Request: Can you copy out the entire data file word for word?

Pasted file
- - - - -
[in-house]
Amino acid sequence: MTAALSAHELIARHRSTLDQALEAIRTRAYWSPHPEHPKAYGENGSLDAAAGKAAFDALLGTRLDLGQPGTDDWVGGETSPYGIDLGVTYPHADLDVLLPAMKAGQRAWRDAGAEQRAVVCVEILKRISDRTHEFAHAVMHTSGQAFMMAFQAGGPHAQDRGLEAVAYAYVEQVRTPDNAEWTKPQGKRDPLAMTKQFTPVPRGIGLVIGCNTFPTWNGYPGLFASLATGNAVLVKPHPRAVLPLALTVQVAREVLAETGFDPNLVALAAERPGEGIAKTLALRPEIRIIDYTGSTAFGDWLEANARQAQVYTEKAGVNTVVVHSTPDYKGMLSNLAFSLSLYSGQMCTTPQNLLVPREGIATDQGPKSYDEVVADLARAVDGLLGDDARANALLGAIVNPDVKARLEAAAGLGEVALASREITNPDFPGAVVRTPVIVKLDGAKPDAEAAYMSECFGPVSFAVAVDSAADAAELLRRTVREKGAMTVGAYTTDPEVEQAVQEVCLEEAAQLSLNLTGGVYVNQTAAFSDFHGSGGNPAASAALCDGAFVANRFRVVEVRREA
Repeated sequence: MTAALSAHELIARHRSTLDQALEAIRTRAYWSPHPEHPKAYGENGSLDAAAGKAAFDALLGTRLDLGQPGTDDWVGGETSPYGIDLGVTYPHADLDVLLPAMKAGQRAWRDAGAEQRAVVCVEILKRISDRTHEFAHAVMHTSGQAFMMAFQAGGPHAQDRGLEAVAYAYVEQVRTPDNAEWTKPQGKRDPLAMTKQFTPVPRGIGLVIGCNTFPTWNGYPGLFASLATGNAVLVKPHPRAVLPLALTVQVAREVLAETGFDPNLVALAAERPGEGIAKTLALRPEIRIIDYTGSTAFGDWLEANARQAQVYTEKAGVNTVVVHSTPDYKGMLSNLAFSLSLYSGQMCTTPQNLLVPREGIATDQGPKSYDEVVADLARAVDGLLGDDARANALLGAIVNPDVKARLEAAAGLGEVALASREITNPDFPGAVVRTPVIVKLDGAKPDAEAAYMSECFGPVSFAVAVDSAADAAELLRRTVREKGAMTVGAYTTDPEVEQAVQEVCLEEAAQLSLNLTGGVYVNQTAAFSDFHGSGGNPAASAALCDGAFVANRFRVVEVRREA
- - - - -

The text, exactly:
[in-house]
Amino acid sequence: MTAALSAHELIARHRSTLDQALEAIRTRAYWSPHPEHPKAYGENGSLDAAAGKAAFDALLGTRLDLGQPGTDDWVGGETSPYGIDLGVTYPHADLDVLLPAMKAGQRAWRDAGAEQRAVVCVEILKRISDRTHEFAHAVMHTSGQAFMMAFQAGGPHAQDRGLEAVAYAYVEQVRTPDNAEWTKPQGKRDPLAMTKQFTPVPRGIGLVIGCNTFPTWNGYPGLFASLATGNAVLVKPHPRAVLPLALTVQVAREVLAETGFDPNLVALAAERPGEGIAKTLALRPEIRIIDYTGSTAFGDWLEANARQAQVYTEKAGVNTVVVHSTPDYKGMLSNLAFSLSLYSGQMCTTPQNLLVPREGIATDQGPKSYDEVVADLARAVDGLLGDDARANALLGAIVNPDVKARLEAAAGLGEVALASREITNPDFPGAVVRTPVIVKLDGAKPDAEAAYMSECFGPVSFAVAVDSAADAAELLRRTVREKGAMTVGAYTTDPEVEQAVQEVCLEEAAQLSLNLTGGVYVNQTAAFSDFHGSGGNPAASAALCDGAFVANRFRVVEVRREA
Repeated sequence: MTAALSAHELIARHRSTLDQALEAIRTRAYWSPHPEHPKAYGENGSLDAAAGKAAFDALLGTRLDLGQPGTDDWVGGETSPYGIDLGVTYPHADLDVLLPAMKAGQRAWRDAGAEQRAVVCVEILKRISDRTHEFAHAVMHTSGQAFMMAFQAGGPHAQDRGLEAVAYAYVEQVRTPDNAEWTKPQGKRDPLAMTKQFTPVPRGIGLVIGCNTFPTWNGYPGLFASLATGNAVLVKPHPRAVLPLALTVQVAREVLAETGFDPNLVALAAERPGEGIAKTLALRPEIRIIDYTGSTAFGDWLEANARQAQVYTEKAGVNTVVVHSTPDYKGMLSNLAFSLSLYSGQMCTTPQNLLVPREGIATDQGPKSYDEVVADLARAVDGLLGDDARANALLGAIVNPDVKARLEAAAGLGEVALASREITNPDFPGAVVRTPVIVKLDGAKPDAEAAYMSECFGPVSFAVAVDSAADAAELLRRTVREKGAMTVGAYTTDPEVEQAVQEVCLEEAAQLSLNLTGGVYVNQTAAFSDFHGSGGNPAASAALCDGAFVANRFRVVEVRREA